Contact Tel: +44 (0)7838 155739 Eml: firstname.lastname@example.org
Long life, loose fit, low energy
RIBA slogan from 1980's
Solar Architecture is a small professional chartered architectural practice with a speciality in Passive Solar Design, undertaking projects from £100,000 to £1m and larger with partners.
The practice also writes and edits NBS Specifications, Schedules of Work, technical and planning Reports, component schedules, etc for clients and other architects.
Another area of built environment interest is the assessment of the environmental quality of places in order to answer the question - what makes a nice place or space. Assessment methods have been developed for this.
Curiosity and lateral thinking leads the practice into other sustainability areas too, like transport.
The design philosophy for 40 years has been to work with nature as far as possible using natural forces - sunlight, daylight and natural ventilation - with insulation to produce durable, low energy and sustainable buildings.
Watch the power of solar in action
Direct solar radiation normally contributes over 10% to the heating need of a house. This can be increased to about 30% by 'normal' design and even more by special effort.
If you look carefully at the image above, a powerful beam can be seen reflected off the facade of a building in the City of London.
Early in September 2013, a building sometimes referred to as the Walkie-talkie became news as the Walkie-scorchie because the solar radiation reflected off its curved facade was scorching buildings and parked cars opposite.
The short video below is of people, bathed in reflected sunshine, using the reflected heat to fry eggs on the pavement.
Buildings should exploit solar radiation but just not in this way!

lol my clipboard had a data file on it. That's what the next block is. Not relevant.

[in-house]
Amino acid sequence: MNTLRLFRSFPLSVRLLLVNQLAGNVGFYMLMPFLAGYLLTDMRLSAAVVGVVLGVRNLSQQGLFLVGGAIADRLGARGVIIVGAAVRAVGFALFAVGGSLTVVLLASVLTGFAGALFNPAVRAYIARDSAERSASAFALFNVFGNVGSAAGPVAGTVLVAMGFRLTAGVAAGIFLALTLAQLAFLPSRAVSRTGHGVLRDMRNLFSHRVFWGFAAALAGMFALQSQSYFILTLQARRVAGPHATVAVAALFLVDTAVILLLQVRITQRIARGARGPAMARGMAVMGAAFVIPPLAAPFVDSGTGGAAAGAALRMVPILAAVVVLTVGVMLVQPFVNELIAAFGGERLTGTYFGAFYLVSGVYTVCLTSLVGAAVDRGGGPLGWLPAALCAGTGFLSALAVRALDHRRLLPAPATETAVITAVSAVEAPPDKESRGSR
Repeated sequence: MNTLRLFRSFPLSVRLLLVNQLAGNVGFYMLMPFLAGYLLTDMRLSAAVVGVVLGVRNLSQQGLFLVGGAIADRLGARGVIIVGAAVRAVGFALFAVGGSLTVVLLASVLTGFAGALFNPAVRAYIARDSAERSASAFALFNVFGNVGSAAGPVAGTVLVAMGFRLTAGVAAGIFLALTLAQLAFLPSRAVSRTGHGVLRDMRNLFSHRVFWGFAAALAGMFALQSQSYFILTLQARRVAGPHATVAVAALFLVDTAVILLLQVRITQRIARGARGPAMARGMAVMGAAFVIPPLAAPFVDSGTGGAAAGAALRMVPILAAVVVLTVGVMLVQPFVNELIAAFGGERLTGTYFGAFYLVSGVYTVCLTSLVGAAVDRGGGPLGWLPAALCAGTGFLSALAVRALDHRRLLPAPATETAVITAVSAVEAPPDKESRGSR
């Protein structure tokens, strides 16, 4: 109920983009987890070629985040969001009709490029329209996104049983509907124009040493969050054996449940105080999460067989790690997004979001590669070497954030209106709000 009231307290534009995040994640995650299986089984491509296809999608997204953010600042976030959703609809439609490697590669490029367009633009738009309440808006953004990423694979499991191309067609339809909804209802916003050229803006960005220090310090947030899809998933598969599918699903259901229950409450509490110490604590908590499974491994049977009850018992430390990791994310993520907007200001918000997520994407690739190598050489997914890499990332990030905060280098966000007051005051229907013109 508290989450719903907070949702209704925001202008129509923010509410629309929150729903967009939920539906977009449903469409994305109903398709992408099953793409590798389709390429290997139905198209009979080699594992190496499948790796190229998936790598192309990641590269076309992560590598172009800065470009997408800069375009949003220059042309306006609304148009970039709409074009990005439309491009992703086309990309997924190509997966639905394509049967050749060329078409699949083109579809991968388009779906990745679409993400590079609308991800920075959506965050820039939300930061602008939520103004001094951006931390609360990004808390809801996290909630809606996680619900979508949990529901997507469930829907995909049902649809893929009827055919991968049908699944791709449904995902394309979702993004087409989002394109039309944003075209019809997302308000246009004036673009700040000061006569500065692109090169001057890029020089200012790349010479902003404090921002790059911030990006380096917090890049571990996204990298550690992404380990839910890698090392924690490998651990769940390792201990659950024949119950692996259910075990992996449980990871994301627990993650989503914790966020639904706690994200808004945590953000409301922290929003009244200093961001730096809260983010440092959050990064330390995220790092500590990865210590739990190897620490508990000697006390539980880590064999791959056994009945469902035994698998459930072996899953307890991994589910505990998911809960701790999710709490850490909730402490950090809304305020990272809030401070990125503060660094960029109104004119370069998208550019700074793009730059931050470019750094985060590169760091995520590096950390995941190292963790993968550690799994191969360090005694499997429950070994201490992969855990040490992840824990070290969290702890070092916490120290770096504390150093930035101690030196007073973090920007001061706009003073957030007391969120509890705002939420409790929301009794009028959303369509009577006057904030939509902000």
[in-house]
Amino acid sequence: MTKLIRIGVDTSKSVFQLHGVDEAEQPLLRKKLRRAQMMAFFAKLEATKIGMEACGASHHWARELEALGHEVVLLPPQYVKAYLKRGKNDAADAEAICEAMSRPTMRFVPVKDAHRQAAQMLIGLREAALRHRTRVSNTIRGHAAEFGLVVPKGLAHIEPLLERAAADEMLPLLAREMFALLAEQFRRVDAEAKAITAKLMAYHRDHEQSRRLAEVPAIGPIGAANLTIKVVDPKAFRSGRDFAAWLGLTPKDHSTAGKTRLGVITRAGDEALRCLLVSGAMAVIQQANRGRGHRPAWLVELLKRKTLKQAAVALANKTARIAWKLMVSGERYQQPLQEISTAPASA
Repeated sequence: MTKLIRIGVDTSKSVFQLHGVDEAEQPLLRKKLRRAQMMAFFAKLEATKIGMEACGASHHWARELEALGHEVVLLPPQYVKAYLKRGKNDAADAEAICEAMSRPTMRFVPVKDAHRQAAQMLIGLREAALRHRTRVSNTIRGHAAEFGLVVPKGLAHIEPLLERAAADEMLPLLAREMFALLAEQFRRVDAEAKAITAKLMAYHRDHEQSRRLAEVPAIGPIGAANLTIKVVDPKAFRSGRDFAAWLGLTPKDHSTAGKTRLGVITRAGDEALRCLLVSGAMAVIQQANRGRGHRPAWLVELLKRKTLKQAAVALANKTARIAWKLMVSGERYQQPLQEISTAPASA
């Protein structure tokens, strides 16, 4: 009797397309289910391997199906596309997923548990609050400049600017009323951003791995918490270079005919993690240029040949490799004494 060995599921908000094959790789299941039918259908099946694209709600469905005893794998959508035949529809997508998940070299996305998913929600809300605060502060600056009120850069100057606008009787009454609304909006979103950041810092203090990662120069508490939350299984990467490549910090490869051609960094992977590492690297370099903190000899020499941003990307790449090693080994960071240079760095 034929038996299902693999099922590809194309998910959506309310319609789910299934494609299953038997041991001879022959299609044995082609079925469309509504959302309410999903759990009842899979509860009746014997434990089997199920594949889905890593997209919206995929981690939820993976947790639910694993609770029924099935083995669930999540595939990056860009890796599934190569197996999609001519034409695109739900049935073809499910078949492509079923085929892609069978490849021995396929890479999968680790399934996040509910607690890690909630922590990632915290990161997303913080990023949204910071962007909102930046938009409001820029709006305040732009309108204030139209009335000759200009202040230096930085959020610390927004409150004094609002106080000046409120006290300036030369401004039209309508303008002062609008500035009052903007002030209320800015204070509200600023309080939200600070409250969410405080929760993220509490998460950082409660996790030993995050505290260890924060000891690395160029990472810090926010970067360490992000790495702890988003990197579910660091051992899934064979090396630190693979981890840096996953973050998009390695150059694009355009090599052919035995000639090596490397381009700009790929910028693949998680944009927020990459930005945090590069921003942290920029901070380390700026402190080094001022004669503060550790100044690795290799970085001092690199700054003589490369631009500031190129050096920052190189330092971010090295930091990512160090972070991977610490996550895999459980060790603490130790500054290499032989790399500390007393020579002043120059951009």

The variety of projects the practice has been involved in are illustrated below.
The projects above are a selection from 1990 to the present. Projects revolve around sustainability, even other projects that are not buildings or planning.
The process of getting the project built
Working with clients
Chartered architect means one who is a member of the Royal Institute of British Architects and is regulated by the Architects Registration Board.
The RIBA plan of work sets out the stages by which a project is best carried out.
The practice will work with clients to pin down what it is that will best serve their known, and even possibly unknown requirements, to produce an agreed plan and get the project built.
The initial plans will consider the site, orientaion and how to exploit it to best effect. The use of daylight, sunlight, natural ventilation and solar control, associated with high levels of insulation, will be the guiding design principles, before resorting to mechanical means in order to reduce the amount of heating, lighting and air conditioning to a minimum.
Buildings should last a long time. The suitability and durability of materials also has to be considered as well as their embodied energy.
What does 'architect' mean
'Architect' is a protected word, like 'solicitor,' which can only be used by a qualified architect. They spend 5 years in education plus two year training in practice and are controlled by a regulator, the Architects Registration Board. They may also be a member of the RIBA, the Royal Institute of British Architects, which also upholds standards.
They have to have professional indemnity insurance and undertake CPD, Continuing Professional Development, to keep up to date. Using a qualified architect for a building project is as natural as using a qualified surgeon for an operation.
The terms 'architectural consultant', 'architectural designer', 'interior architect', 'interior designer' etc - which may or may not have their own
institute or regulator - should not be taken to be the same as the term 'architect'.
The agreed clients's brief is transformed into drawings, for client approval and then to obtain planning consent. Today a planning application has to be accompanied by numerous reports some of which we can write with others like energy calculations or biodiversity having to be written by specialists.
Once planning consent is granted, the next stage is to obtain tenders (quotations) from builders. For this the planning consent drawings have to be turned into more more detailed drawings and schedules of what is to be done with what materials and products for builders to give an accurate price.
Ideally there should also be a specification of materials and workmanship because this defines the quality of the building work.
Once the tender sum has been agreed and contract signed, a client may or may not want the architect to inspect the works.
For more information contact Michael Buckley Tel: +44 (0)7838 155739 Eml: email@example.com 64A White Hart Lane, London, SW13 0PZ